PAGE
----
Sharing is one of those life lessons you need to teach your children as soon as possible. The younger they are when they learn, the easier it will be for them to adapt to this skill and use it throughout their life. Sharing will help them make friends on the playground and in school, as well as benefit them as they get older and go out on their own and get established in the workplace. Here are fourteen tips on teaching your child to share.
1. Give them the choice.
Forcing your child to share will just make it more difficult to get them to do it on their own later. If you give your child a choice, they will feel more involved in the situation, and they will feel like their feelings are being considered. Ask your child if he or she would mind sharing certain toys with a friend, or their snack with a sibling. If the child says no, explain why they should be willing to share. If they say yes, praise them for making a kind and considerate decision.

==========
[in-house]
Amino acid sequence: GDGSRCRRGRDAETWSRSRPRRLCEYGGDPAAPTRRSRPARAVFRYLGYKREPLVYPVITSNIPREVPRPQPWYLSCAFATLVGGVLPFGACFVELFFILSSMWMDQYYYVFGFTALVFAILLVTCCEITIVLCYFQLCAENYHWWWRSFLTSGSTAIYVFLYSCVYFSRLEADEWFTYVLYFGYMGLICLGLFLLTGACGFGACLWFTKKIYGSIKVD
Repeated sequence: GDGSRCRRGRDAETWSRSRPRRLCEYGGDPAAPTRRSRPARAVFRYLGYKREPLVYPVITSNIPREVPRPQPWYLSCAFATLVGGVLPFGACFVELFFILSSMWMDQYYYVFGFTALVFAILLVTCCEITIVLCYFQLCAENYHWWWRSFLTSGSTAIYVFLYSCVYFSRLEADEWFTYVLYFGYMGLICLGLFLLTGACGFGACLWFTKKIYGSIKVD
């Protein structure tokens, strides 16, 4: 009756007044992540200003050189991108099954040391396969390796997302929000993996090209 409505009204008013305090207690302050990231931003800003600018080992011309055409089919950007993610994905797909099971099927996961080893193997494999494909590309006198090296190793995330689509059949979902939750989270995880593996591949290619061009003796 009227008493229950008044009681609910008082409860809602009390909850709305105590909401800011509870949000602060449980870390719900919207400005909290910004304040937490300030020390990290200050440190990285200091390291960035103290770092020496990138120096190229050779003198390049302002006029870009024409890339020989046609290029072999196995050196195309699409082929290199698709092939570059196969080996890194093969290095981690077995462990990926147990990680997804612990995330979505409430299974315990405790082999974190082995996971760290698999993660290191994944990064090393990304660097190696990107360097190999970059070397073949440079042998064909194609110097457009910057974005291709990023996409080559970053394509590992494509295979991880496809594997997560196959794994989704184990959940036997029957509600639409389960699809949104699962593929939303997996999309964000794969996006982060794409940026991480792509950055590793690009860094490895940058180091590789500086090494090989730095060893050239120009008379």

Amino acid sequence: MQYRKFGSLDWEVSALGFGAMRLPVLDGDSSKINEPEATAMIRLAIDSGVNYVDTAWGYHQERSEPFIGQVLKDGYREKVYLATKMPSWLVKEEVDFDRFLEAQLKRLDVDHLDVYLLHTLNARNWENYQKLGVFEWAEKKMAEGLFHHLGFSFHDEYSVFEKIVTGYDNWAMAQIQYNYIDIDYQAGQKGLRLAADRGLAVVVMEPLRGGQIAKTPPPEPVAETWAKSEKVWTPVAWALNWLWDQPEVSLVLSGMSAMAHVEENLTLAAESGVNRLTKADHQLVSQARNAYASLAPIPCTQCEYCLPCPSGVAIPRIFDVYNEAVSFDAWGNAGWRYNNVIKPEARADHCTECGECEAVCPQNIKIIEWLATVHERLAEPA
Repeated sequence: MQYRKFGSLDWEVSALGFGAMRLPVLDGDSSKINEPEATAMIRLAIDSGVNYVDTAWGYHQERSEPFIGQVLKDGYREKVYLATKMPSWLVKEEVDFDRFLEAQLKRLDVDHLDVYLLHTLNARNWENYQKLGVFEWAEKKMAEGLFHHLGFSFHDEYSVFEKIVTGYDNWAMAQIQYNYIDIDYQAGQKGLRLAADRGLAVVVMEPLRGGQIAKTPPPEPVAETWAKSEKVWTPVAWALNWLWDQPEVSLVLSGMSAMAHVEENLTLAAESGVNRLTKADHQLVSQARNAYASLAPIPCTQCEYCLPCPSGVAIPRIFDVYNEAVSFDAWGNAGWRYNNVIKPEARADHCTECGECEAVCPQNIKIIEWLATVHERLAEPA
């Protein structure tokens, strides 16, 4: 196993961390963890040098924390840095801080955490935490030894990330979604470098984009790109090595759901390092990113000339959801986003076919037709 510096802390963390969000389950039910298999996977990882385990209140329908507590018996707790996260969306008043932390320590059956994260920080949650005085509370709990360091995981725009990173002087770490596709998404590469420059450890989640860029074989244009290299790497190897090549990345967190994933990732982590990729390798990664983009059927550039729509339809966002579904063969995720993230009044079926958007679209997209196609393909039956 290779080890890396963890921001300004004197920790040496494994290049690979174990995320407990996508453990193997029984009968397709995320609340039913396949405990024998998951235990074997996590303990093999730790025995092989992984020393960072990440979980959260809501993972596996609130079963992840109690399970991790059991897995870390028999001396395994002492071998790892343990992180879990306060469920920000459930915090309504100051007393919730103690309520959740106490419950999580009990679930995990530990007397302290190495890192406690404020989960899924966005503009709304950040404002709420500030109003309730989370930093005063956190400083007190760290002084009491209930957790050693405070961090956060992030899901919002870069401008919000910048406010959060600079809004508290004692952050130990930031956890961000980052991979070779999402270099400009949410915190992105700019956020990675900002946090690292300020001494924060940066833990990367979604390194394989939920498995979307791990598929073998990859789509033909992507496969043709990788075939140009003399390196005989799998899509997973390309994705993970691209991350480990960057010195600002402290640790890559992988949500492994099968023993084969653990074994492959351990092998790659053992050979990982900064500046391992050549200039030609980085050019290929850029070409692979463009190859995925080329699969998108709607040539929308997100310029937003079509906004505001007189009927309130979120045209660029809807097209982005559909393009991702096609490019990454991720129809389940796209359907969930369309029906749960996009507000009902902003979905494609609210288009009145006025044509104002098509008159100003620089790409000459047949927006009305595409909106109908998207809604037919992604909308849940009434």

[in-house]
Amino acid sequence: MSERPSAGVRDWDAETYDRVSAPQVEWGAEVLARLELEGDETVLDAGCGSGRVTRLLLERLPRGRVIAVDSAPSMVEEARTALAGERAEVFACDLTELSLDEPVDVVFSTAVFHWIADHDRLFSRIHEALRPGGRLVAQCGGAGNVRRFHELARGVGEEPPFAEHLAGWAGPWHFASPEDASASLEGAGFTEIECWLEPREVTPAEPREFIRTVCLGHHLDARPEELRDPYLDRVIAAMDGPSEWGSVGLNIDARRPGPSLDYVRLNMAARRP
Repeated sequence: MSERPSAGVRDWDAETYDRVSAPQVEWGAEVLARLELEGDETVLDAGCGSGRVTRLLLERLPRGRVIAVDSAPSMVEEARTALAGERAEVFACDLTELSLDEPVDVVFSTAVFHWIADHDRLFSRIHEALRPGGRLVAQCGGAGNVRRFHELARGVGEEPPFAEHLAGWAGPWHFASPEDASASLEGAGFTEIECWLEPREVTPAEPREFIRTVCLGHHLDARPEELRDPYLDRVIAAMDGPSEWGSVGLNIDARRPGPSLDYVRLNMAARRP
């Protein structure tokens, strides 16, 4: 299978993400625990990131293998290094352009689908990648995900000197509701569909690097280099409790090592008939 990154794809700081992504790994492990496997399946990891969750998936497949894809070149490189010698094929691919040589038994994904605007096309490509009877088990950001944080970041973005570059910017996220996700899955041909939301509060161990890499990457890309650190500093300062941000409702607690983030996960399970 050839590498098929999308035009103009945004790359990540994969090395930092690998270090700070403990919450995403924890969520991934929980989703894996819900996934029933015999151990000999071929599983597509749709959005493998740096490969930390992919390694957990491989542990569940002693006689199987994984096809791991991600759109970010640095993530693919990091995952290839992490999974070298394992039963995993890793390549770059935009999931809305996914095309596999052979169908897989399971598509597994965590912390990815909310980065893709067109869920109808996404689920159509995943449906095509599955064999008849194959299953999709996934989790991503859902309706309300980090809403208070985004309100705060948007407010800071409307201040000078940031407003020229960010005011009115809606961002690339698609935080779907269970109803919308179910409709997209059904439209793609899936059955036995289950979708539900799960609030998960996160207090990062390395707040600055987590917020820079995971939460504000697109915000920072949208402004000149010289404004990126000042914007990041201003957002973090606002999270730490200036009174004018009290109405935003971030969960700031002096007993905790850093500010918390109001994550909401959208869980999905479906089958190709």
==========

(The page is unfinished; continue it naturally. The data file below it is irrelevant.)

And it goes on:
2. Know when to expect them to share.
Don’t always expect your child to be willing to share everything! Expect them to share toys they have lots of, like Legos or dolls when friends are over. Make sure they know what you expect of them, too! Be reasonable when it comes to new or favorite toys. Do you like sharing things you value? Of course not! It’s only natural to feel this way whether you’re an adult or a child!
3. Teach them it’s not permanent/giving up belongings.